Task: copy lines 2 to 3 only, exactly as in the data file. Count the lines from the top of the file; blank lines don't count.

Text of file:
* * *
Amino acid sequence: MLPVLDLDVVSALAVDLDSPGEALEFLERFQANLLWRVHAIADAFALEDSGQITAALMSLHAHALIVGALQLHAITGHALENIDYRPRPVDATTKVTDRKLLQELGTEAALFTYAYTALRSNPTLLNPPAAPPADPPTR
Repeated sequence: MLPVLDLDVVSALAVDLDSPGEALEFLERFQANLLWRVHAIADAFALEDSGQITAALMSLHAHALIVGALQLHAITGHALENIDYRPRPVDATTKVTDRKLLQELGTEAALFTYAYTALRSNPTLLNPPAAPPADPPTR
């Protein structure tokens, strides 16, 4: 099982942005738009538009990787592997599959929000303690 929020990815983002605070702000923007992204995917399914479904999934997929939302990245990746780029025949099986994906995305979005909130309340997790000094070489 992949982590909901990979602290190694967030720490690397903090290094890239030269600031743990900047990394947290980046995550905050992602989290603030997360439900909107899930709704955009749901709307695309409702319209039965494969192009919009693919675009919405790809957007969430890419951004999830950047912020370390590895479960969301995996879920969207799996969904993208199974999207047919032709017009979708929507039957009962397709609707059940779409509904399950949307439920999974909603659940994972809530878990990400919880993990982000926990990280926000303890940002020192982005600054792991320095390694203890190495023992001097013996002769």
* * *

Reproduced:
Repeated sequence: MLPVLDLDVVSALAVDLDSPGEALEFLERFQANLLWRVHAIADAFALEDSGQITAALMSLHAHALIVGALQLHAITGHALENIDYRPRPVDATTKVTDRKLLQELGTEAALFTYAYTALRSNPTLLNPPAAPPADPPTR
């Protein structure tokens, strides 16, 4: 099982942005738009538009990787592997599959929000303690 929020990815983002605070702000923007992204995917399914479904999934997929939302990245990746780029025949099986994906995305979005909130309340997790000094070489 992949982590909901990979602290190694967030720490690397903090290094890239030269600031743990900047990394947290980046995550905050992602989290603030997360439900909107899930709704955009749901709307695309409702319209039965494969192009919009693919675009919405790809957007969430890419951004999830950047912020370390590895479960969301995996879920969207799996969904993208199974999207047919032709017009979708929507039957009962397709609707059940779409509904399950949307439920999974909603659940994972809530878990990400919880993990982000926990990280926000303890940002020192982005600054792991320095390694203890190495023992001097013996002769």